Many of us only think of the power grid when it goes down. As we sigh with the inconvenience of a power outage, we don’t often realize what the power grid is and how the system works. This article will help shed some light on our power grid and how it provides energy to our homes and businesses.
What Is A Power Grid?
The power grid is the electrical network that supplies all buildings with electricity. This network comprises energy providers, utility companies that help deliver energy nationwide, and the infrastructure and technical support needed to keep the grid running. The US power grid comprises three smaller grids: Western, Eastern and Texas. These three are interconnected at grid stations but mostly work independently.
The generating stations for each power grid are connected. They are used to share operations as much as possible to ensure the continual supply of energy and maximum power supply capacity. The power grid is called a ‘grid’ because all the power stations are interconnected.
How Does The US Power Grid Work?
The US power grid is comprised of the Western, Eastern and Texas grids:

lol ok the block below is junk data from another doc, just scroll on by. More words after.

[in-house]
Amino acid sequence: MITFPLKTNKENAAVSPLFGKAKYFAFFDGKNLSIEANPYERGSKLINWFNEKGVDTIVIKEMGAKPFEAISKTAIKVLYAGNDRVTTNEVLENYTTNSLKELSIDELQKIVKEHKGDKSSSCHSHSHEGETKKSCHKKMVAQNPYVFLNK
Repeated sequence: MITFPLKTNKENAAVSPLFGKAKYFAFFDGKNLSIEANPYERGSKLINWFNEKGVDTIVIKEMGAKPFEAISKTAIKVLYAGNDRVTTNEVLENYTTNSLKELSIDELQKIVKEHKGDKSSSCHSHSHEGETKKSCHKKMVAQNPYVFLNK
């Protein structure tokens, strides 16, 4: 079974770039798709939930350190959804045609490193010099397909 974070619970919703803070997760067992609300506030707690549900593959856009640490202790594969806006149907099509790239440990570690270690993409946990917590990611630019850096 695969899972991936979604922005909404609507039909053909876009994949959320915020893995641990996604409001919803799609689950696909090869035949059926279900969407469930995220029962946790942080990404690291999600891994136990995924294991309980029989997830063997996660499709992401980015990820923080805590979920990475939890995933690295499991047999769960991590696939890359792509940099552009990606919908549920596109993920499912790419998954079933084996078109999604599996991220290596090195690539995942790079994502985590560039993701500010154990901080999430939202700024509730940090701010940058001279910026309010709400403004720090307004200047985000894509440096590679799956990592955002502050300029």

- Western – goes west of the Rocky Mountains, including a power station in Mexico and some in Canada. It has just under 40 power stations.
- Eastern – goes east of the Rocky Mountains and includes part of North Texas, with just under 40 power stations.
- Texas – Texas has its council responsible for maintaining the power grid for most of Texas.
The Eastern and Western grids allow for power transfer at select grids. At the same time, the Texas council (Electric Reliability Council of Texas, or ERCOT) is responsible for the stations under its jurisdiction. ERCOT manages the Texan grid within state lines, independently of the Western and Eastern Connection.
What Is The US Power Grid Made Up Of?
The US power grid comprises the infrastructure needed to deliver electricity to homes across America. It is managed by regional entities known as grid operators, who maintain the electrical grid and signal to power plants when more power is needed.
Power plants generate energy from fossil fuels, renewable energy, or nuclear power. The power generated is moved along power lines by transformers that move the energy along the series of circuits along the line. These high-voltage transmission lines reach substations, where voltage is lowered and diverted for use in your home.
What Do We Do When The Power Grid Is Down?
Given the complexity of the US power grid, it’s understandable that there are times when there are power outages. When weather, human intervention, or interference from wildlife impacts power delivery to your home, a generator is the perfect solution to keep electricity in the home running.
Do you want to learn more about how a generator can help when the power grid is down? Generator Supercenter can help you find a solution to the power outages impacting your local grid today.